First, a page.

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The Microsoft Research Connections blog shares stories of collaborations with computer scientists at academic and scientific institutions to advance technical innovations in computing, as well as related events, scholarships, and fellowships.

ChronoZoom Named Top Educational Resource at 2013 SXSW Interactive

ChronoZoom Named Top Educational Resource at 2013 SXSW Interactive

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When Microsoft Research teamed up with the University of California Berkeley to create a digital tool for exploring the history of everything, we knew we had the potential to build a killer educational app. After all, a tool that can reveal the cross-currents of history, revealing the interdependencies that cut across disciplines, geographies, and cultures, would offer a major advance in the understanding of Big History—the history of not just humanity, but of life, Earth and, ultimately, the cosmos. Moreover, it would provide researchers with a tool to derive unique insights based on multidisciplinary connections between vastly disparate data sets.

ChronoZoom wins the 2013 SXSW Interactive Award for Education

On March 12, the resulting tool, ChronoZoom—a dynamic, zoomable timeline that starts with Big Bang and ends with modern history—won first prize in the Educational Resources category of the 2013 SXSW Interactive Awards. As described on the SXSW website, the SXSW Interactive Awards competition “uncovers the best new digital work, from mobile and tablet apps to websites and installations, while celebrating those who are building tomorrow's interactive trends.”

ChronoZoom was developed to make time relationships between different studies of history clear and vivid. In the process, it provides a framework for exploring related electronic resources. It thus serves as a “master timeline,” tying together all kinds of specialized timelines and electronic resources, and aspires to bridge the gap between humanities and the sciences and to bring together and unify all knowledge of the past. With the planned addition of in-browser content and authoring tools, we hope to enable educators and researchers to build timelines; explore rich, multidisciplinary contextual spaces; and to tell and share stories based on authoritative data.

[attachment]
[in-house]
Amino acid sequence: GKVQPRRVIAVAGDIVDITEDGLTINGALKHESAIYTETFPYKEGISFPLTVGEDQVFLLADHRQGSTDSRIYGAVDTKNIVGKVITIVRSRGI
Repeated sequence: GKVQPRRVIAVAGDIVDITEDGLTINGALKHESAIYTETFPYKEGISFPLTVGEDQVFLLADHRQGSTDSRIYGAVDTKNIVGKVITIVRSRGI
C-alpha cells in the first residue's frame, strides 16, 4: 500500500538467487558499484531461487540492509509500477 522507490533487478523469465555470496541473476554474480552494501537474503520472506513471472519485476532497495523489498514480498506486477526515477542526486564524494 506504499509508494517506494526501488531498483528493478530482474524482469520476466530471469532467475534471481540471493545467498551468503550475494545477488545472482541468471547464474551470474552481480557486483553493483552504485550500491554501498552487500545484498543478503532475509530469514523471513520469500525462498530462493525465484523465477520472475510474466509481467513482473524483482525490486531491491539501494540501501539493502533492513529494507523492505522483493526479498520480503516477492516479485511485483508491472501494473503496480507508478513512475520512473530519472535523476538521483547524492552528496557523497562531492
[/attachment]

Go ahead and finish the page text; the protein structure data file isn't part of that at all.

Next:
Donald Brinkman, Roland Saekow, and Michael Zyskowski accept the 2013 SXSW Interactive Award for Education
Donald Brinkman, Roland Saekow, and Michael Zyskowski accept the 2013 SXSW Interactive Award for Education 

The prestigious SXSW Interactive Award for Education recognizes the educational value of this amazing open-source product. Moreover, it honors the multidisciplinary team that came together to make ChronoZoom a reality: software engineers, program managers, and project leaders at Microsoft Research Connections in Redmond, Washington, and students and professors at Moscow State University in Russia and at UC Berkeley and University of Washington in the United States. This distributed team developed cutting-edge HTML5 and JavaScript code and implemented services on Windows Azure to create a rich, visual database full of historical events and timelines.

The ChronoZoom project is part of the Outercurve Foundation’s Research Accelerators Gallery. The Outercurve Foundation, a non-profit, open-source foundation, provides software IP management and project development governance to 22 open-source projects.  Developers can get involved by visiting the source code project on GitHub.

In his acceptance speech, Michael Zyskowski dedicated the award to Lee Dirks, who strongly believed in and supported the ChronoZoom project.

I encourage you to experience the power of ChronoZoom for yourself. But be forewarned—it can be addictive!

Donald Brinkman, Program Manager, Microsoft Research Connections


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  • Congrats from the team @Outercurve!

  • Congratultions, Don.

  • ChronoZoom is a digital tool built with HTML5 and Azure for exploring the history of everything and it

  • Congratulations to all!  What a magnificent effort and well-deserved honor.

  • ChronoZoom challenge: visualize history and win Enter a Microsoft competition to create visualizations that use ChronoZoom datasets and provide new functions that have been requested by educators and students. The competition combines games, art, technology

  • Warming up to a new tool for teaching climate change Professor Jeff Dozier is using ChronoZoom to illustrate changes in the Earth’s climate from the beginning of the planet through modern day. Learn how this open-source community project helps students

  • Warming up to a new tool for teaching climate change Professor Jeff Dozier is using ChronoZoom to illustrate changes in the Earth’s climate from the beginning of the planet through modern day. Learn how this open-source community project helps students

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